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O-Line Deeper, Still Inexperienced

AMHERST, Mass. - Throughout the 2012 season, UMass' offensive line couldn't keep opposing defenses out of the backfield. The group, which struggled through injuries and inexperience, never seemed to jell, and the result was catastrophic for the offense.

UMass' 2013 offensive line at Media Day/Andy Heller for the Maroon Musket

Opposing teams sacked UMass quarterbacks 32 times, and the Minuteman rushing attack – paced by New York Giants' draft pick Mike Cox – scrounged up a paltry 2.6 yards per attempt.

Things seemed to get even worse after the season. Ron Hudson, the team's offensive line coach, hit the road. Michael Boland and Jaime Casselberry, two promising young prospects, also left the team. The thin group started to look even more disorganized, which had UMass fans pulling at their collars.

During the offseason, UMass head man Charley Molnar brought in offensive line coach Dave Johnson, and the staff went out and signed seven big bodies to fill in. Added to the mix was David Osei, a fifth-year transfer from Rutgers with experience at every position on the line. Vincent Westcarr decided to come back for his final year, and three walk-ons joined the fray.

While inexperience abounds, the offensive line actually has a two-deep, which is something it never quite put together in 2012.

“We're better now than we were in the spring, and we're getting better every day,” Johnson said. “We're still not where we want to be, but we're working hard and trying to work through different combinations and find the best five.”

The Minutemen currently have “eight or nine” guys working with the first team, according to Johnson, a 28-year coaching veteran. He said that only two positions are set - Anthony Dima at left tackle and Matt Sparks at center.

“I think Sparks is pretty much locked on the center position, not that other guys can't play the position,” he said. “I'm real happy with (Fabian) Hoeller. I think he has done a good job of coming in. He's caught on to some things a lot faster than I thought.”

He added that Hoeller, a freshman who came to UMass from Germany, is a little more mature than some of the other new guys. The 6-foot-3, 290-pound newcomer has also taken snaps at guard and looks to push for playing time right away.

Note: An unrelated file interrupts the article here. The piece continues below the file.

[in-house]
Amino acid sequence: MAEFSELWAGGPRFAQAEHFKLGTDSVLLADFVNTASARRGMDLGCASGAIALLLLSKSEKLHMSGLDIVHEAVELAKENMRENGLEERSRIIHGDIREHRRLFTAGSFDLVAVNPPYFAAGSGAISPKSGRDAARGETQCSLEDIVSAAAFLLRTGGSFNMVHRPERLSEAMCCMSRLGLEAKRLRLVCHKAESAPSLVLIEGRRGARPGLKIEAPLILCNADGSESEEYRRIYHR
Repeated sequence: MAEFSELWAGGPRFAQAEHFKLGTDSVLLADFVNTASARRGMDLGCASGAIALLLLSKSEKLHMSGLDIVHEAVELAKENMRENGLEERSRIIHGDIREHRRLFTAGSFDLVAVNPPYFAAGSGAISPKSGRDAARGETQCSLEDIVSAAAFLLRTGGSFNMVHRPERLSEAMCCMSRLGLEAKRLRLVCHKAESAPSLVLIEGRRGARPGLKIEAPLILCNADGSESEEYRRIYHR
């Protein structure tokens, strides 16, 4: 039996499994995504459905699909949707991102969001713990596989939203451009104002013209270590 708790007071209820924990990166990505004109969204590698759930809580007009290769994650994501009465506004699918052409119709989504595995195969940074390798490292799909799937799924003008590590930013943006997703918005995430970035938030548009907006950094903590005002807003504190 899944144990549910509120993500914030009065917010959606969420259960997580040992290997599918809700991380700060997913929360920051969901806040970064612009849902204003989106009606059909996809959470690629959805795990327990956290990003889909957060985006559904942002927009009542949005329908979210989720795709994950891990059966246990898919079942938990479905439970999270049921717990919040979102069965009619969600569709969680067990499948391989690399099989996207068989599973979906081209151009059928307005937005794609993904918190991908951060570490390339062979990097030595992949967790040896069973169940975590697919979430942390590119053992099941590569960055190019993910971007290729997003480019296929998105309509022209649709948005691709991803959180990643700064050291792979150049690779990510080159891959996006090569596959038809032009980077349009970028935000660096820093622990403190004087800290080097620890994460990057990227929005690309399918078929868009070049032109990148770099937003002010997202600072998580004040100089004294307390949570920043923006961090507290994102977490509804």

If preseason formations are any indicator, Dima (LT), Tyrell Smith (LG), Sparks (C), Westcarr (RG) and Osei (RT) are a likely combination, with the likes of Hoeller and others filling in where needed.

Some of the other newcomers are still “swimming” a bit, Johnson said, but he has been impressed with Tyshon Henderson, a Rhode Island native who has been getting snaps at both left and right tackle. The 6-foot-7, 339-pound athlete is already the biggest guy on the team and has shown flashes of promise during fall camp.

Henderson's problem is keeping his foot on the gas.

“Tyshon started out impressing me and doing some things, but then once you install the rest of the offense, it kind of has an accumulation affect on guys,” Johnson said. “He's kind of leveled off a little bit. He's doing well, and I'm pleased with his progress. He has size, but he just doesn't know how to go hard every time.”

Freshman Sam Zeff and JUCO transfer Josh Bruns enrolled at UMass during the spring and have had some extra time getting used to the offense. Both were still learning the playbook when they took the field during the Spring Game but looked ready to push for early playing time.

Johnson, who is very straightforward with his thoughts on the unit, said he was hoping for a little more from both athletes.

“I would hope (their progression) would show a little more than it has. They should be a little further along than they are, in terms of knowing what to do. They need to learn how to do it,” he said.

Leading the group is Dima, a 6-foot-7, 302-pound NFL prospect. Throughout camp, pro scouts have been watching the hulking left tackle. Johnson thinks Dima has the ability to make it at the next level, but he has to prove himself during the toughest part of UMass' schedule.

“I think he has a chance. He plays hard, and he's a fast-twitch guy and has really good feet for a lineman. He has the physical tools that they're looking for as far as size and foot quickness. It's just a matter of him polishing, getting exact and trying to play with as much excellence as possible,” he said. “I think he's got eyes on him now – he's on the radar. These first couple of games are important for him. Those are the games that the NFL guys want to watch. If he wants postseason accolades, those are the games he has to excel in.”

He said guys like Dima don't “panic” as much as the younger guys, which is something the freshmen need to figure out before playing against FBS defensive lines in big-time college stadiums.

The first test is against Wisconsin, a Big 10 program known for its deafening crowds and monstrous, Midwestern defensive lines.

“You know, it's Camp Panic,” Johnson said, referring to Wisconsin's Camp Randall Stadium. “You just have to stay with what you've been taught. You have to make sure they stay fundamentally sound. They have to work on fundamentals, work on what they've been coached, and hopefully as an offense we don't have turnovers and don't make penalties. That will give us a chance to be in the ballgame and compete and hopefully come around in the fourth quarter.”

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